Nationalism and Nostalgia

On our way to the citizenship ceremony, N and I drove past a huge factory. I’m from the Soviet Union, so I find enormous factories very aesthetically pleasing and intellectually stimulating.

“This is solid capital,” I said pointing to the factory. “And we are agents of fluidity, whizzing by on our way to yet another citizenship.”

When nationalism first arose in the 19th century, a huge part of its appeal was that it helped people articulate and legitimize the nostalgia they felt for the time before modernity uprooted, destroyed and swept away. Then, as now, the progressive forces unanimously rejected nationalism and scoffed at the antiquated country bumpkins who chose their bond with the neighbor over that with the international proletariat.

The inventors of nationalism very shrewdly turned it backwards towards the exaltation of the familiar. And the internationalist forces lost, every single time. Even Stalin realized that the only way to defeat Hitler was to being back the vocabulary and the imagery of nationalism. (And he did, and it worked.)

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4 thoughts on “Nationalism and Nostalgia”

  1. First of all, congratulations on your citizenship.

    Maybe I am wrong, but lately I get more and more of this feeling that you are romanticizing nationalism a bit excessively…

    When was nationalism just about the bond between neighbors?.. When this bond between neighbors is meant to achieve something unquestionably positive, nobody ever calls it nationalism. Nationalism seems to always be about the bond between neighbors against somebody else – immigrants, LGBT (who failed in their reproductive duty to “our”/”correct” nation, as well as in the duty to uphold “our thousand-years old traditions”), Muslims, Mexicans, Russians, Serbs, Croats, Anglophones, etc, etc, etc. Maybe my take is a bit extreme, but I see nationalism as something masquerading as being about the bond between neighbors (something coming from the best within people) while actually being of the opposite sign (i.e. coming from the worst in people).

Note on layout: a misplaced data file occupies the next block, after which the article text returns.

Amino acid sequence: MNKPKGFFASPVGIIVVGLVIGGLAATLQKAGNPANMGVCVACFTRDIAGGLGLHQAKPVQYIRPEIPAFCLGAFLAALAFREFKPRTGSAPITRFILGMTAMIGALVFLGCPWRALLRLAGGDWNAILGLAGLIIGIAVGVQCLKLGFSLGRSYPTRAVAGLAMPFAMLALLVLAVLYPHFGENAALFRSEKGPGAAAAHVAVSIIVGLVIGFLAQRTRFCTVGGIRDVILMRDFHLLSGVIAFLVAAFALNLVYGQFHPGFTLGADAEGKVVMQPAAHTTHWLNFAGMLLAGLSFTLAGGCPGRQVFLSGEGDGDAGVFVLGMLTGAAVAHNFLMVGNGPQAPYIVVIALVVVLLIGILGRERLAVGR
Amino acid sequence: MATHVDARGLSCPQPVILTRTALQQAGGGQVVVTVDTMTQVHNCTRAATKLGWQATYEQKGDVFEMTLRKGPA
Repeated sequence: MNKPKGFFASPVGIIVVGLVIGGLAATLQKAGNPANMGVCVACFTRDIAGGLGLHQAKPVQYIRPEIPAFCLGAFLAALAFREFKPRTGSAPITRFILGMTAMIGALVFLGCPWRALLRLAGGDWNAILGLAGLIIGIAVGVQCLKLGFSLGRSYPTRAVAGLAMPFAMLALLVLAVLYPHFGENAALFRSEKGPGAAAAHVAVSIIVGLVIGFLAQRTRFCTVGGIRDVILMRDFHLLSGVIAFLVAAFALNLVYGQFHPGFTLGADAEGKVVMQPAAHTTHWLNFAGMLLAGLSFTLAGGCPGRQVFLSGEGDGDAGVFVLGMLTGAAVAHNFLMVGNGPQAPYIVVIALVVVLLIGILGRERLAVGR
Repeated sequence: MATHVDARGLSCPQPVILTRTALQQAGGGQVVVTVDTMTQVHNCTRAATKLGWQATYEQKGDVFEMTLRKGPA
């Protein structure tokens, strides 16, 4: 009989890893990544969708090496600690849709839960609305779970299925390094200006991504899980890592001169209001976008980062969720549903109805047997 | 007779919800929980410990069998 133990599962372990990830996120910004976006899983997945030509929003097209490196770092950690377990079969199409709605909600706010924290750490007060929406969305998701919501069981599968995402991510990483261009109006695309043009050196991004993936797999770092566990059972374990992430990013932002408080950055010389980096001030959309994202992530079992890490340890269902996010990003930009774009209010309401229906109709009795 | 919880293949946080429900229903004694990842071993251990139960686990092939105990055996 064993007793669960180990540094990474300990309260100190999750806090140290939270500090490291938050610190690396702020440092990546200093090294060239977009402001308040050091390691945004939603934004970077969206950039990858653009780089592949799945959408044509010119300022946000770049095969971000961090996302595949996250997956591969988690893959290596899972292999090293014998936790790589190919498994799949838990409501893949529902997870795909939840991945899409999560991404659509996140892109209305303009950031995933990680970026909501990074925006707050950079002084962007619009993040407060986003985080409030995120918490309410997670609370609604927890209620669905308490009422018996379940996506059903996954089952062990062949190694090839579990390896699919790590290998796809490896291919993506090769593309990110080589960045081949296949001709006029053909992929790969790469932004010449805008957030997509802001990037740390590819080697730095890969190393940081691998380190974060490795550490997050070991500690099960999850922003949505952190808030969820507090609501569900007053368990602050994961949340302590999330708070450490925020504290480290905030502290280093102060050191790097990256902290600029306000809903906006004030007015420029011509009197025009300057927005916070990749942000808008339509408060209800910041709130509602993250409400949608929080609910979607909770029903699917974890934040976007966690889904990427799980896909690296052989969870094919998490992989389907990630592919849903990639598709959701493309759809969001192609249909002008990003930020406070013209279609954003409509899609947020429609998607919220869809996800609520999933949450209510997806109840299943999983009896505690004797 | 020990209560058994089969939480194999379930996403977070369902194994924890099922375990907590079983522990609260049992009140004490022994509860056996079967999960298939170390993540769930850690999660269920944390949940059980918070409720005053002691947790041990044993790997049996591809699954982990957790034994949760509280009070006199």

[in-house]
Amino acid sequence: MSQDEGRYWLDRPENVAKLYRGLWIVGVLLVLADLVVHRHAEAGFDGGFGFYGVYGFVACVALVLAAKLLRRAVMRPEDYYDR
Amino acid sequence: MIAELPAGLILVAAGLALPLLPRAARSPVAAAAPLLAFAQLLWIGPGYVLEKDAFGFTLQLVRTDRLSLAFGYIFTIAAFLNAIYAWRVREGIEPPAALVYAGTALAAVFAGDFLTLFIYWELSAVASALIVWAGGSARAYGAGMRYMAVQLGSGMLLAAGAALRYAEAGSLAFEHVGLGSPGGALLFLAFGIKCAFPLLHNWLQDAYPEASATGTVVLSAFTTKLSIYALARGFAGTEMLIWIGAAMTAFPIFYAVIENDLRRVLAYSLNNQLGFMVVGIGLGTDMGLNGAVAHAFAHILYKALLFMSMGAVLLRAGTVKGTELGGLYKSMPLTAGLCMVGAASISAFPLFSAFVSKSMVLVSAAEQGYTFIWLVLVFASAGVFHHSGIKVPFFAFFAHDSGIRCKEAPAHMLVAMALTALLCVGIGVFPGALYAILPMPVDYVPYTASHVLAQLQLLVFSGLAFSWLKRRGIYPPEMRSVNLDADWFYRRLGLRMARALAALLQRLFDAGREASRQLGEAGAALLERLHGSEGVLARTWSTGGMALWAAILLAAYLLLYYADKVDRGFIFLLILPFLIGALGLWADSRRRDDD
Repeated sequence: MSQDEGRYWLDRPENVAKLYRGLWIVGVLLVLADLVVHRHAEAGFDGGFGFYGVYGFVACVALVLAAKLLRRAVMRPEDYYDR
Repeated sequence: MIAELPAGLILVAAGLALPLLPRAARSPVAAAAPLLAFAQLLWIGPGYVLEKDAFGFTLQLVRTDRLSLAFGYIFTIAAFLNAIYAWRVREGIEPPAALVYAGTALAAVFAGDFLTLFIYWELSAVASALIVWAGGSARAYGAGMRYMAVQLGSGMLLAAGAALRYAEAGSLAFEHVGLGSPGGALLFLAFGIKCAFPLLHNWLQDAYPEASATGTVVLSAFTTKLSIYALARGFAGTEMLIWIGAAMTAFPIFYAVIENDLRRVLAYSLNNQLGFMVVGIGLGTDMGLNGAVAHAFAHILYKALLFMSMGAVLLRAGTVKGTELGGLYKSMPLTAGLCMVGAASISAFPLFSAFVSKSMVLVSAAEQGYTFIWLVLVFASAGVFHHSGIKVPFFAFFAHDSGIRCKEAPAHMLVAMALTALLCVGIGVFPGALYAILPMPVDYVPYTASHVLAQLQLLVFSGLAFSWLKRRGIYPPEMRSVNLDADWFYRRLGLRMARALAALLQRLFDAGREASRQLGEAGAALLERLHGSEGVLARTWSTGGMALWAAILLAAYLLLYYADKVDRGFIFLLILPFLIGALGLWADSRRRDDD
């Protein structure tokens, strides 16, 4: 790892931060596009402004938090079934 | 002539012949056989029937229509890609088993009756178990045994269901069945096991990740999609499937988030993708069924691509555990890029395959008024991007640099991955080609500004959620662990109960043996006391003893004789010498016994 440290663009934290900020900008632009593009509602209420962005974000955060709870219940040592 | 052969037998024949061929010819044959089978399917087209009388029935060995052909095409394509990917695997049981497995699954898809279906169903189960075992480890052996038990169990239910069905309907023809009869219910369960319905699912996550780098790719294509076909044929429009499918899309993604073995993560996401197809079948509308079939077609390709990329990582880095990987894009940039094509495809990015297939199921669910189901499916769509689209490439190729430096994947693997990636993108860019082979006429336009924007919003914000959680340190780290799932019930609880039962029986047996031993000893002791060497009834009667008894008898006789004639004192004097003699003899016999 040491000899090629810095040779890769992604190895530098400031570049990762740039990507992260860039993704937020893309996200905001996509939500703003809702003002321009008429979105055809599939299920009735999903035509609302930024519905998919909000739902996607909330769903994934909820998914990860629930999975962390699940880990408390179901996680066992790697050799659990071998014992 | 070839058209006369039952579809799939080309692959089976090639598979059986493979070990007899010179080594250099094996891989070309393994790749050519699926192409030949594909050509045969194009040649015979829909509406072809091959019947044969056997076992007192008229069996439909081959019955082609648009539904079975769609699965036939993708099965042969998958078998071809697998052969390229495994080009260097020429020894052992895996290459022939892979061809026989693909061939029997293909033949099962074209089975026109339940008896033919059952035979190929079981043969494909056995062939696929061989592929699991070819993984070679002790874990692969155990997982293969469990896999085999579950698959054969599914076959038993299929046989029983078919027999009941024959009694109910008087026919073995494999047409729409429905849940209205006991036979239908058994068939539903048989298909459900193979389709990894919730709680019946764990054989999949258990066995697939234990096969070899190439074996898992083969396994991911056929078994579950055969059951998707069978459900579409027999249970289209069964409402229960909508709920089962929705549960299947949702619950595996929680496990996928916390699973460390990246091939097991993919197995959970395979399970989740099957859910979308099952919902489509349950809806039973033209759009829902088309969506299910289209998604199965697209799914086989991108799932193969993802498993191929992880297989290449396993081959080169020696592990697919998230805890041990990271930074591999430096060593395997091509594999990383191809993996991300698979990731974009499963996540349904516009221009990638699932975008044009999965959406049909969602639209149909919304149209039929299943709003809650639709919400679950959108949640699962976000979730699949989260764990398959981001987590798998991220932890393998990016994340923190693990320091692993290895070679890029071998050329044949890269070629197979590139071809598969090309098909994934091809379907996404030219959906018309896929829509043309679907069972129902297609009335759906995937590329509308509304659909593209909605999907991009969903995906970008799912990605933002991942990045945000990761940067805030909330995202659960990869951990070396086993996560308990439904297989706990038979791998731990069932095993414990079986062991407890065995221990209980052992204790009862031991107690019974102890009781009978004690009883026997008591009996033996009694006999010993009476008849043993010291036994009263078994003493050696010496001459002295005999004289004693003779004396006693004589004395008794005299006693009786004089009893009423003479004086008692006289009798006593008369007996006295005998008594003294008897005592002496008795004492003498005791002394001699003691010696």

“collaboration” is a morally neutral thing… One can collaborate for good or for bad, “collaboration” in itself does not make anything good by definition…

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    1. Thing is, I can’t repeat the whole story from the start every time I talk about this. Yes – imagined communities – invented tradition – violent rejection of the other – neither of the world wars would be possible without it – it’s all true. But this is the story that has been told, actually the only story that has been told since 1982 when the unmasking of nationalism began in earnest.

      Now, we won’t be going to the premodern past, obviously. So what I want to look at is what’s next. What’s the new postnational future is like.

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      1. This will be very interesting indeed.
        Do you think we should stick with something resembling 20-th century nationalism for a while, or else there will be some horrible backlash from the people upset by too rapid rate of change, and everything would descend to the level of some deeper uglier past?
        And this is not just a scholarly blog anyway, it is a personal blog too. So I see some glimpses of nostalgia in your personal perception of things that are pretty different ranging from old American factories to modern-day Ukrainian nation-building…

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        1. I started my career as a scholar picking apart nationalism. Oh, it was so much fun. This was my MA thesis and I’m still happy with it. But yeah…

          What I fear is that there won’t be as bad. That Trump as hard-core as it gets. I’m from the USSR, so I personally find plenty of meaning in consumerism. But in rich countries, all of these crowds of people on anti-depressants, anti-anxiety meds, opioids, etc. I understand that it doesn’t fill them. They’ve always had it,so there’s no sense of achievement in it for them. There’s got to be something else. And yes, Ukrainians are a good example because they have clearly found meaning. At least,many of them did.

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